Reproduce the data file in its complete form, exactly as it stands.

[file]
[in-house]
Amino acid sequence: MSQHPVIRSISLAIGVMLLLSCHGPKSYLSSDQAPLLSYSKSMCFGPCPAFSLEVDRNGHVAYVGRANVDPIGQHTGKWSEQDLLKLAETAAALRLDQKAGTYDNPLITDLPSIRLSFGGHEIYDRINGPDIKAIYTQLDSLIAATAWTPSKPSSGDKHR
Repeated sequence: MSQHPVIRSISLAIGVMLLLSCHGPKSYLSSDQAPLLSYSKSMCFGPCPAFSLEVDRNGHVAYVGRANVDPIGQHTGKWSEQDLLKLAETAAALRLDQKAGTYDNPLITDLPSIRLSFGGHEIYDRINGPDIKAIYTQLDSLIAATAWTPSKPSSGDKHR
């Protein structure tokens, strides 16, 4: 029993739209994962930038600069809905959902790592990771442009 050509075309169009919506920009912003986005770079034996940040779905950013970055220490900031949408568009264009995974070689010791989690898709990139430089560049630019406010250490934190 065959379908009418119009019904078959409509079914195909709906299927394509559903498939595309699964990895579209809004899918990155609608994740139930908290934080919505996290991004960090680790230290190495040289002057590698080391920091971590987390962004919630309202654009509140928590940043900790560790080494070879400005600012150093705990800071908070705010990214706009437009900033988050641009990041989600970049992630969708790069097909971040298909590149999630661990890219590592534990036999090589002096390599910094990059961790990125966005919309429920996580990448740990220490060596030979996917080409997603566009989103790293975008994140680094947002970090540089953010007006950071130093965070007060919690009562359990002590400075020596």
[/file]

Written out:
[in-house]
Amino acid sequence: MSQHPVIRSISLAIGVMLLLSCHGPKSYLSSDQAPLLSYSKSMCFGPCPAFSLEVDRNGHVAYVGRANVDPIGQHTGKWSEQDLLKLAETAAALRLDQKAGTYDNPLITDLPSIRLSFGGHEIYDRINGPDIKAIYTQLDSLIAATAWTPSKPSSGDKHR
Repeated sequence: MSQHPVIRSISLAIGVMLLLSCHGPKSYLSSDQAPLLSYSKSMCFGPCPAFSLEVDRNGHVAYVGRANVDPIGQHTGKWSEQDLLKLAETAAALRLDQKAGTYDNPLITDLPSIRLSFGGHEIYDRINGPDIKAIYTQLDSLIAATAWTPSKPSSGDKHR
């Protein structure tokens, strides 16, 4: 029993739209994962930038600069809905959902790592990771442009 050509075309169009919506920009912003986005770079034996940040779905950013970055220490900031949408568009264009995974070689010791989690898709990139430089560049630019406010250490934190 065959379908009418119009019904078959409509079914195909709906299927394509559903498939595309699964990895579209809004899918990155609608994740139930908290934080919505996290991004960090680790230290190495040289002057590698080391920091971590987390962004919630309202654009509140928590940043900790560790080494070879400005600012150093705990800071908070705010990214706009437009900033988050641009990041989600970049992630969708790069097909971040298909590149999630661990890219590592534990036999090589002096390599910094990059961790990125966005919309429920996580990448740990220490060596030979996917080409997603566009989103790293975008994140680094947002970090540089953010007006950071130093965070007060919690009562359990002590400075020596």